Mag+ Concept Shows How You Might Read Magazines in the Future

Maximum PC Staff

The presentation of information, whether visual or textual, is always undergoing transition to meet the demands of human consumers and the potential of new technology. Dominate forms of presentation, up until recently, are print and video. New on the scene is digital presentation, which shares characteristics of both print and video, but possesses a technological potential vastly greater. Problem is, the means for presenting information digitally doesn’t necessarily mesh well with either print or video. For digital presentation a new paradigm is needed--something that takes advantage of the strengths of all three delivery methods.

Bonnier R&D, which is affiliated with Popular Science , and the design firm BERG are collaborating on a new paradigm for the humble magazine , something they’ve dubbed the “Mag+”. The Mag+ retains the visual qualities of a glossy, color magazine, while adding a new way of accessing and consuming content. For example, articles run in ‘scrolls’, rather than pages, and are placed side-by-side (called a “mountain range”), letting readers ‘swipe’ their way through content. Basic hyperlink technology is included, referred to as ‘heating up’ words and pictures, allowing access to the web for additional information.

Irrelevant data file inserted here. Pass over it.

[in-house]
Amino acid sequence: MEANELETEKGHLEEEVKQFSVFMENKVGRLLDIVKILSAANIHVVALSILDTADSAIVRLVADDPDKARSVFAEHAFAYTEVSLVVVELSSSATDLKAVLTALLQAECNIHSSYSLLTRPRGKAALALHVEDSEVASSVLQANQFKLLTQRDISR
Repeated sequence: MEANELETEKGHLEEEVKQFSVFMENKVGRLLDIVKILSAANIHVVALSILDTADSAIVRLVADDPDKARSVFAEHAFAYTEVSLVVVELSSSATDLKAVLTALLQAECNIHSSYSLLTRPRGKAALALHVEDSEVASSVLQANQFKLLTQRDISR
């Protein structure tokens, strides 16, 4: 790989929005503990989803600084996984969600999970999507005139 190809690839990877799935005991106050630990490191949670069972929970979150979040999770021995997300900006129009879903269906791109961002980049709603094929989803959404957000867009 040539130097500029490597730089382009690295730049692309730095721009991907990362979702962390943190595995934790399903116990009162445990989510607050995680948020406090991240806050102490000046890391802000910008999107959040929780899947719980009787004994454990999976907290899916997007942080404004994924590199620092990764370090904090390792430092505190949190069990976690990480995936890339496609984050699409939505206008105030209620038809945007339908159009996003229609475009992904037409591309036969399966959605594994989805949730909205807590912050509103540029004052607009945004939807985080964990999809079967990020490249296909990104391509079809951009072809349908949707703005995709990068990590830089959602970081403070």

In deference to expectations, the Mag+ strives to retain the ‘look-and-feel’ of a magazine, including content access and delivery in issues.

Bonnier R&D says the Mag+ concept “...uses the power of digital media to create a rich and meaningful experience, while maintaining the relaxed and curated features of printed magazines. It has been designed for a world in which interactivity, abundant information and unlimited options could be perceived as intrusive and overwhelming.” They also acknowledge there is much more to be learned about the digital reading experience.

Bonnier and BERG’s Mag+ joins existing prototypes developed by Sports Illustrated and Wired .

Image Credit: Bonnier Publishing

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